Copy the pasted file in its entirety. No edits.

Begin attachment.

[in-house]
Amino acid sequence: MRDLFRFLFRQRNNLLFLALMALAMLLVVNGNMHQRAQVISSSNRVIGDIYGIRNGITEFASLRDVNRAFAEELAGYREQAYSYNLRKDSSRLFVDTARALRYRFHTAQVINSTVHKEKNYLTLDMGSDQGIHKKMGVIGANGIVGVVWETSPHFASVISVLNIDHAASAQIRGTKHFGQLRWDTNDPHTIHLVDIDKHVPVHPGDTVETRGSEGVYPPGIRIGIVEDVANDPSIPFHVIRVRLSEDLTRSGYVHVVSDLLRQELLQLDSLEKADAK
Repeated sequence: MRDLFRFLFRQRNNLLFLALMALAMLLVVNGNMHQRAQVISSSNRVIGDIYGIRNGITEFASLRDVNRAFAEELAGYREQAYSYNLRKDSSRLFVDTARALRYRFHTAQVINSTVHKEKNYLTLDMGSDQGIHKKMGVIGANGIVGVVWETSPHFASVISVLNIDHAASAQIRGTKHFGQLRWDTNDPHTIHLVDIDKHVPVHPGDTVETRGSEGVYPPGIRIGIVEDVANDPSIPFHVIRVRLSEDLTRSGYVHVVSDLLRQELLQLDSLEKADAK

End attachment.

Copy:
[in-house]
Amino acid sequence: MRDLFRFLFRQRNNLLFLALMALAMLLVVNGNMHQRAQVISSSNRVIGDIYGIRNGITEFASLRDVNRAFAEELAGYREQAYSYNLRKDSSRLFVDTARALRYRFHTAQVINSTVHKEKNYLTLDMGSDQGIHKKMGVIGANGIVGVVWETSPHFASVISVLNIDHAASAQIRGTKHFGQLRWDTNDPHTIHLVDIDKHVPVHPGDTVETRGSEGVYPPGIRIGIVEDVANDPSIPFHVIRVRLSEDLTRSGYVHVVSDLLRQELLQLDSLEKADAK
Repeated sequence: MRDLFRFLFRQRNNLLFLALMALAMLLVVNGNMHQRAQVISSSNRVIGDIYGIRNGITEFASLRDVNRAFAEELAGYREQAYSYNLRKDSSRLFVDTARALRYRFHTAQVINSTVHKEKNYLTLDMGSDQGIHKKMGVIGANGIVGVVWETSPHFASVISVLNIDHAASAQIRGTKHFGQLRWDTNDPHTIHLVDIDKHVPVHPGDTVETRGSEGVYPPGIRIGIVEDVANDPSIPFHVIRVRLSEDLTRSGYVHVVSDLLRQELLQLDSLEKADAK